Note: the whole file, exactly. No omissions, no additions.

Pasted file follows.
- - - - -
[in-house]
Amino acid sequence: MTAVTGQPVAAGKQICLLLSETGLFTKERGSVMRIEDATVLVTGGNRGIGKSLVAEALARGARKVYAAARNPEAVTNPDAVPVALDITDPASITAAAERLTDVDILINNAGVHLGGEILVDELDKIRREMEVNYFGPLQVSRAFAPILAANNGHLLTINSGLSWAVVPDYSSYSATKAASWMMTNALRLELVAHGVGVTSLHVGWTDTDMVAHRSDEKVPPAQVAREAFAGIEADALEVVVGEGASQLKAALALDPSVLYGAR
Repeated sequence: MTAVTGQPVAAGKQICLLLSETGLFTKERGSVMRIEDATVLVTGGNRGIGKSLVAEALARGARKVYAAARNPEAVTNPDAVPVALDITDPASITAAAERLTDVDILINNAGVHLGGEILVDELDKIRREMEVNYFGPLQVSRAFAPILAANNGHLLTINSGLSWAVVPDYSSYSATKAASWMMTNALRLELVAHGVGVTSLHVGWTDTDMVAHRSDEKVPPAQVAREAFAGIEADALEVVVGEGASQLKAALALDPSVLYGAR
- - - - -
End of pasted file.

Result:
[in-house]
Amino acid sequence: MTAVTGQPVAAGKQICLLLSETGLFTKERGSVMRIEDATVLVTGGNRGIGKSLVAEALARGARKVYAAARNPEAVTNPDAVPVALDITDPASITAAAERLTDVDILINNAGVHLGGEILVDELDKIRREMEVNYFGPLQVSRAFAPILAANNGHLLTINSGLSWAVVPDYSSYSATKAASWMMTNALRLELVAHGVGVTSLHVGWTDTDMVAHRSDEKVPPAQVAREAFAGIEADALEVVVGEGASQLKAALALDPSVLYGAR
Repeated sequence: MTAVTGQPVAAGKQICLLLSETGLFTKERGSVMRIEDATVLVTGGNRGIGKSLVAEALARGARKVYAAARNPEAVTNPDAVPVALDITDPASITAAAERLTDVDILINNAGVHLGGEILVDELDKIRREMEVNYFGPLQVSRAFAPILAANNGHLLTINSGLSWAVVPDYSSYSATKAASWMMTNALRLELVAHGVGVTSLHVGWTDTDMVAHRSDEKVPPAQVAREAFAGIEADALEVVVGEGASQLKAALALDPSVLYGAR